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[*] posted on 6-9-2005 at 23:19


I was thinking a boron / nitrogen doped diamond film could be good for perchlorate. I remember reading somewhere that the oxygen overpotential is higher than platinum. Diamond film production in the garage looks do-able - its only a mix of hydrogen, methane, sometimes CO2 or H2O, at moderate pressures with a tungsten filament.



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[*] posted on 7-9-2005 at 08:23


Hello Twospoons,

From what I've been reading, conductive diamond film coated electrodes would really be the "cat's ass", so-to-speak.

As I mentioned in an earlier post, it seems possible to coat conductors with a diamond-like film by high voltage electrolysis of methanol.

I wonder if adding a little boric acid to the methanol might incorporate some boron into the film? (If only I had a place to work, I would try it today).

Anyway, I'm attaching another paper on the subject.

Attachment: Electrolysis of Methanol_2.pdf (531kB)
This file has been downloaded 1295 times

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[*] posted on 2-7-2016 at 15:35


Thought I'd add this link to this paper as it is related. Someone electroplating DLC from Acetonitrile.
http://www.sciencedirect.com/science/article/pii/S0169433212...
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[*] posted on 3-7-2016 at 02:34


Quote: Originally posted by Cyrus  

If anyone can figure out a OTC way to produce these resins, I'd be really happy, because glassy carbon is VERY useful for refractory compositions, crucibles, and other high temperature stuff. Apparently glassy carbon used to be made from pitch or tar, but the yields were lower than phenolic resin, only 15% or so of the carbon in the pitch remains, as opposed to 30% in phenolic resins, IIRC.

I'm not sure where to obtain pitch. But in any case you would definitely want to heat it in a neutral or reducing atmosphere to prevent it oxidizing away from nothing
Cyrus


This may be a dumb question but... why don't you just use an old something (like cuterly) made out of bakelite, cut it the way you need it and then blowtorch it? Would it not be pure enough?
Its definitelly easier than getting phenol and formaldehide, and less messy.

For the pitch, maybe you can get some big cans and a good fire, and try to perform a dry distillation of wood to get it?
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[*] posted on 3-7-2016 at 06:57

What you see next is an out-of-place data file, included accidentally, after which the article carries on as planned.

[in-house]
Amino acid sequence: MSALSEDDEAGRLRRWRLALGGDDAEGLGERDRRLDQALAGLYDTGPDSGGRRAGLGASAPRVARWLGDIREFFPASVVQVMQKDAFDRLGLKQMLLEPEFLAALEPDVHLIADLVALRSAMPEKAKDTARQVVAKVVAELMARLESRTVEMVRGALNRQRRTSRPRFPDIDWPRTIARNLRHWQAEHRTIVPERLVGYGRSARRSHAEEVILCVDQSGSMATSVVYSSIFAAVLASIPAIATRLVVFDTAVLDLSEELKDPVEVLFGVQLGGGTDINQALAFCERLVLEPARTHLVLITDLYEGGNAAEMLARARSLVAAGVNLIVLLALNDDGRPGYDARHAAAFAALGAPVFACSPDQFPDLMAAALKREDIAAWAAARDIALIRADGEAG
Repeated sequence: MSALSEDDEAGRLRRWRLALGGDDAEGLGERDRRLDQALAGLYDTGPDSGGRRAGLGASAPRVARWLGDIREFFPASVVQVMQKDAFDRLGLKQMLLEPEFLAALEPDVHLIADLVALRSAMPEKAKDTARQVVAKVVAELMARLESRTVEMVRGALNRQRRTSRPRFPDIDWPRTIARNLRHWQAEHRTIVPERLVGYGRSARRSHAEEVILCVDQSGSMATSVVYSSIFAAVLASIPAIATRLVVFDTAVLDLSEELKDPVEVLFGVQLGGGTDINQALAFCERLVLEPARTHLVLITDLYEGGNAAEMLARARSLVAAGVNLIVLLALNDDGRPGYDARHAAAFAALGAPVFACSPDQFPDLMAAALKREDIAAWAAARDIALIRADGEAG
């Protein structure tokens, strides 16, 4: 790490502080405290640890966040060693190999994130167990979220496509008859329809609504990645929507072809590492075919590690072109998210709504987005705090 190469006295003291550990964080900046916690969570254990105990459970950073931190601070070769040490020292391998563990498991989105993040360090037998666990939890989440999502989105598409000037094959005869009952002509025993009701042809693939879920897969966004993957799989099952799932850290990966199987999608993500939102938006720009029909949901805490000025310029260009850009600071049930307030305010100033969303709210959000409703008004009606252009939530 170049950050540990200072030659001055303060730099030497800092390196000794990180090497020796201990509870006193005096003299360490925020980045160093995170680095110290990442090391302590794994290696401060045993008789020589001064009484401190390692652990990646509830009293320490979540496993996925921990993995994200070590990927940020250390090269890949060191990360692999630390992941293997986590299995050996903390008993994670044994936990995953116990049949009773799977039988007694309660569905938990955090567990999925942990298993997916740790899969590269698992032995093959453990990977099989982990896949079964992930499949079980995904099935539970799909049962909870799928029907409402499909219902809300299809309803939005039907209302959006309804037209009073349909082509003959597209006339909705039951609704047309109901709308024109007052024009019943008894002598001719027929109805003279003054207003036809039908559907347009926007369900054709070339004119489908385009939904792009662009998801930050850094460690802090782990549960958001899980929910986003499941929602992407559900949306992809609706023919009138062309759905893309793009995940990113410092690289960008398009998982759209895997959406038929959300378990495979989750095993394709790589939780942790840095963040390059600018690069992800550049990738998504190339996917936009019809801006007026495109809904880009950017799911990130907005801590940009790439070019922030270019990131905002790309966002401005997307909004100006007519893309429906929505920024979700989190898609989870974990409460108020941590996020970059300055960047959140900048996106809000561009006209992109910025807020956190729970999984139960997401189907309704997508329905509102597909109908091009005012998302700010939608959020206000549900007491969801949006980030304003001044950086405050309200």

Quote: Originally posted by jpsmith123  
Hello Twospoons,

From what I've been reading, conductive diamond film coated electrodes would really be the "cat's ass", so-to-speak.

As I mentioned in an earlier post, it seems possible to coat conductors with a diamond-like film by high voltage electrolysis of methanol.

I wonder if adding a little boric acid to the methanol might incorporate some boron into the film? (If only I had a place to work, I would try it today).

Anyway, I'm attaching another paper on the subject.


Wow I surprised methanol can be electrolysed and even more surprised it deposits carbon. Perhaps with 1.5kV surprising things happen though I suspect that's required to get the current thru the methanol. I will try it today.
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[*] posted on 3-7-2016 at 12:48


So I have given the electrolysis methanol a crude try.

Two nickel plated sheet steel electrodes approximately 20mm x 10mm area in the methanol separated by approximately 10mm.
Voltage estimated at 1.4kV from the half wave rectified output of a mot ballasted by a similar mot.

The crude arrangement is shown below.



Approximately 1mA passed between the electrodes and after 5 minutes the container was hot to the touch and the methanol had a light yellow color. No gas bubbles were noticble and both electrodes appeared unchanged. A few minutes after that bubbles rose from one corner of the anode and a condensation edge was see above the methanol. I assume the methanol was boiling.

The methanol is supposed to be 99.95% I need to check how dry it was. To allow a longer test I will need cooling or reflux.
The light bulb is a fuse and visual current monitor because its in series with the diode its rms current is much higher than the dc flowing between the electrodes .



[Edited on 3-7-2016 by wg48]

[Edited on 3-7-2016 by wg48]

WP_20160703_20_53_08_Pro.jpg - 1.5MB
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[*] posted on 4-7-2016 at 07:14


If your methanol isn't dry you can electrolyze it at a much lower voltage until current goes to close to zero then swap out the electrodes for you desired substrate. Water is easier to electrolyze than methanol. This method can also be used to dry ethanol.
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[*] posted on 30-8-2016 at 15:03


Here's a paper describing the electrodeposition of both nitrogen-doped and boron-doped DLC (the latter from a methanol-camphor-boric acid solution).

Attachment: AMPC_2013032716565756.pdf (950kB)
This file has been downloaded 518 times